GERM might have an appreciation for the exotic but he also loves American classics, like hot dogs. To prove his attachment, he has gone on a five-year, forty-seven frankfurter specialty restaurant crusade. He has yet to commit to a winner. Along the way, he once teased me about my indifference to hot dogs by referring to the old, "PATTY DUKE SHOW."
|PATTY DUKE STARRED IN A DUAL-ROLE AS IDENTICAL TWIN COUSINS. THE SHOW LASTED THREE SEASONS, (104 EPISODES, 1962-1966). ITS POPULARITY CAME AT A TIME WHEN RIDICULOUS SIT-COMS LIKE, "MY FAVORITE MARTIAN" AND "GILLIGANS ISLAND" RULED THE AIR WAVES.|
GERM (in terms of hot dogs appreciation) likened himself to Patty (left) a regular, goofy high school kid and referred to me as Cathy (right) the sophisticated cousin. I remember how awful he sounded when sang a few lines of the "PATTY DUKE" theme song:
"While Cathy (me) adores the minuet, the Ballet Russes and crepes Suzette...
Our Patty (him) loves to rock and roll, a hot dog makes her lose control."
Last month, while GERM continued his search for the Holy Grail of hot dogs, I needed hernia surgery, (see my February 8, 2016 blog, "PLEASE, DON'T PUT IN A ZIPPER.)" My ordeal took me to Rockville Maryland.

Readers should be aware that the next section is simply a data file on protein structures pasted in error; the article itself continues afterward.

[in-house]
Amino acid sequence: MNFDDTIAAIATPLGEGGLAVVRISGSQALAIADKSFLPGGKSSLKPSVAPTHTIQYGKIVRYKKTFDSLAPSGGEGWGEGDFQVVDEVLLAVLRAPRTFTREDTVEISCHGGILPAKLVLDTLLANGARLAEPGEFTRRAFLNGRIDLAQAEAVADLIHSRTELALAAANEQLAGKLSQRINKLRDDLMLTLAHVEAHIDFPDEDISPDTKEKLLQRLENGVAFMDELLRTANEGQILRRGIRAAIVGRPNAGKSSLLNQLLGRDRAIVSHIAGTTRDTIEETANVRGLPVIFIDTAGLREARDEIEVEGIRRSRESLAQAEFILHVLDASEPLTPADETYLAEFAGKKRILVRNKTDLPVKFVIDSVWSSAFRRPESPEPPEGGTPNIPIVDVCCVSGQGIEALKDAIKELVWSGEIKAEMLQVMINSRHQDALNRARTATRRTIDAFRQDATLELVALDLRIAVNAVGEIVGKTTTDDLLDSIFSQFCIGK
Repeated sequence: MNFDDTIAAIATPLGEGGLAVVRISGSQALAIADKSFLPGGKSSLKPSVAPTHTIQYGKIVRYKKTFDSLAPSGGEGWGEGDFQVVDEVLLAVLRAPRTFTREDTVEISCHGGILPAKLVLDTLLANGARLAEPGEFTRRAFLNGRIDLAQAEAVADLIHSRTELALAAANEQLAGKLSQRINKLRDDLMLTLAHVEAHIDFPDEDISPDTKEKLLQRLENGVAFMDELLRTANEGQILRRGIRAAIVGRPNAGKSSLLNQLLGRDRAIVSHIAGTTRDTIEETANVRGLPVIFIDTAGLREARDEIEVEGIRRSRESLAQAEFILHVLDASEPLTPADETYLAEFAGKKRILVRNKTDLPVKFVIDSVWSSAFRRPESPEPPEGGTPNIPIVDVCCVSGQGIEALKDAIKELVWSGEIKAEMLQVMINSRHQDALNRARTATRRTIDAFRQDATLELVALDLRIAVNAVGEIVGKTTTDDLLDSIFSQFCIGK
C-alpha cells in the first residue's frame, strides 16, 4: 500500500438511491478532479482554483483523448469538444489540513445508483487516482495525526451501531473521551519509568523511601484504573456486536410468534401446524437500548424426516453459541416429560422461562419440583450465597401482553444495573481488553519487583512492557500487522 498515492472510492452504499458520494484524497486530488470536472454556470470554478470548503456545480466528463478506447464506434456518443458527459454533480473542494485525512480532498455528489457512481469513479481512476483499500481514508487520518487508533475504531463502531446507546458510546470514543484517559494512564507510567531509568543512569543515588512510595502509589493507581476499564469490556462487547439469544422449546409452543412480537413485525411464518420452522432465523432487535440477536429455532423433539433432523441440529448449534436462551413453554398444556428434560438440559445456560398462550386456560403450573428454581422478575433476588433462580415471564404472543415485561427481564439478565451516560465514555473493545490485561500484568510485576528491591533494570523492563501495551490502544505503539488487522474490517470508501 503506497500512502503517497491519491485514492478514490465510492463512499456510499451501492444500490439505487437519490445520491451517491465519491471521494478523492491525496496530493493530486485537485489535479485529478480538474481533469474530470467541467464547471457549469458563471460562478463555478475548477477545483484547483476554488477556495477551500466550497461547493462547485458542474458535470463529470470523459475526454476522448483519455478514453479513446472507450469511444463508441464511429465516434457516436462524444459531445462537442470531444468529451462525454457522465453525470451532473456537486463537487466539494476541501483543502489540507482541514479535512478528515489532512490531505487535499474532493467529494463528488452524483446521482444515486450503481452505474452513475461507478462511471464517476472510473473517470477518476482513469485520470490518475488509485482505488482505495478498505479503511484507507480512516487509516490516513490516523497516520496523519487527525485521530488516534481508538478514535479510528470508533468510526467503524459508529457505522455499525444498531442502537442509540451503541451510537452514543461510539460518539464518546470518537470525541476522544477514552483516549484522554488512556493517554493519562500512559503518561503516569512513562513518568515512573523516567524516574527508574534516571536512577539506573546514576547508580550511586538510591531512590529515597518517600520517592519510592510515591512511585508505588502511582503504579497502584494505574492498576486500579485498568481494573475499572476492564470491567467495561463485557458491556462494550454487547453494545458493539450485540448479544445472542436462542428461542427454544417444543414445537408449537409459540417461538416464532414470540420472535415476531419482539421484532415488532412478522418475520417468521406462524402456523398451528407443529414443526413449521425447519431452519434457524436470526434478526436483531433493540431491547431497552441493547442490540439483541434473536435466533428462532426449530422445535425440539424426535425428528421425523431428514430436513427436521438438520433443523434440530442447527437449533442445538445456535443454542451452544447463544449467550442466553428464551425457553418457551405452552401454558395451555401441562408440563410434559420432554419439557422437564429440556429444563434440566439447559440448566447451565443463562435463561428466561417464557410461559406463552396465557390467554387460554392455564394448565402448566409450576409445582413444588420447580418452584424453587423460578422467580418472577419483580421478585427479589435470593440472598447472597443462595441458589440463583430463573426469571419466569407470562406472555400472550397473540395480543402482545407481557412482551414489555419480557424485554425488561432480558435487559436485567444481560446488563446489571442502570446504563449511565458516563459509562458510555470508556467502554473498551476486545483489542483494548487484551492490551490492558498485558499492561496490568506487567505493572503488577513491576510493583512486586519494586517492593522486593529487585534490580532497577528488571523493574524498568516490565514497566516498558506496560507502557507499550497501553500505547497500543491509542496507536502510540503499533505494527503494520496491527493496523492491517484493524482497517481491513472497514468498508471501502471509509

On the way down, Sue and I stopped for lunch at the Maryland House Travel Plaza, (I-95, mile marker 82, near Aberdeen).
|THE MARYLAND HOUSE RE-OPENED ON JANUARY 16, 2014 AFTER A $30M REMODELING JOB. NOW, THIS CORNUCOPIA OF REST STOPS, IS HOME TO TEN FOOD OUTLETS, IN A COMFORTABLE, CLEAN AND CONTEMPORARY SETTING.|
Funny, with so many choices, I had difficulty deciding what to have. I knew we were meeting my boyhood friend HJ and his wife for dinner that night, so I wanted to eat light. It took a long time, but I picked the last thing I ever would have expected...a Nathan's hot dog. I hate to admit it but...that hot dog almost made me lose control. It together with sauerkraut, Gulden's mustard and a terrific bun was tasty, crunchy and fantastic, (the french fries were great too).
I wonder where GERM ranks Nathan's?
The next day, I pictured Nathans' grill roasting all those hot dogs as I was wheeled into surgery. The pleasant memory of eating that hot dog was the last thing I thought about before the anesthesia took effect.
Please note, at the risk of sounding like a hypocrite, it might be a long time till I have another because I'm on a new and improved mission to lose weight...and we know Nathan's recipe would be lacking without the bun.
Now that my son Andrew has been accepted into the Phi Beta Kappa Society, those lofty credentials will help get into a top-notch grad school. And when the finished product is ready for the job market, I bet you a trip to good old reliable Nathan's that Andrew comes up with something far superior than Burger King selling friggin' Oscar Mayer weenies.